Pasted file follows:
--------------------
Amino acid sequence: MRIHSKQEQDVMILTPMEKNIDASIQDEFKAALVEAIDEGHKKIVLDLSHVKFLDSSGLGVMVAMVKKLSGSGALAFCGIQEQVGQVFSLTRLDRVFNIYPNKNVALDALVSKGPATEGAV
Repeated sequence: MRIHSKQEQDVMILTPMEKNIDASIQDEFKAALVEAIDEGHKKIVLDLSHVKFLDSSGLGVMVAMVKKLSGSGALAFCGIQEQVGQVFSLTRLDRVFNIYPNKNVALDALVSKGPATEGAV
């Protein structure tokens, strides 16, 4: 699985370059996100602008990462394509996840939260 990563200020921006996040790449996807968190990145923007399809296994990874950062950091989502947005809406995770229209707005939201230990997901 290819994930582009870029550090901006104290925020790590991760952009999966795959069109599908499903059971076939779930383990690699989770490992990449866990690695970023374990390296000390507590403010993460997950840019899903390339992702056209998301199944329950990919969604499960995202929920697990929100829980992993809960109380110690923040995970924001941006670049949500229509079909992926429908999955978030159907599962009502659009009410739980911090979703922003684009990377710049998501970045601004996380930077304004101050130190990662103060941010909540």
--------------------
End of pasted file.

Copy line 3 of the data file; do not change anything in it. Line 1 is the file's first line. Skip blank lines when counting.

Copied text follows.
């Protein structure tokens, strides 16, 4: 699985370059996100602008990462394509996840939260 990563200020921006996040790449996807968190990145923007399809296994990874950062950091989502947005809406995770229209707005939201230990997901 290819994930582009870029550090901006104290925020790590991760952009999966795959069109599908499903059971076939779930383990690699989770490992990449866990690695970023374990390296000390507590403010993460997950840019899903390339992702056209998301199944329950990919969604499960995202929920697990929100829980992993809960109380110690923040995970924001941006670049949500229509079909992926429908999955978030159907599962009502659009009410739980911090979703922003684009990377710049998501970045601004996380930077304004101050130190990662103060941010909540």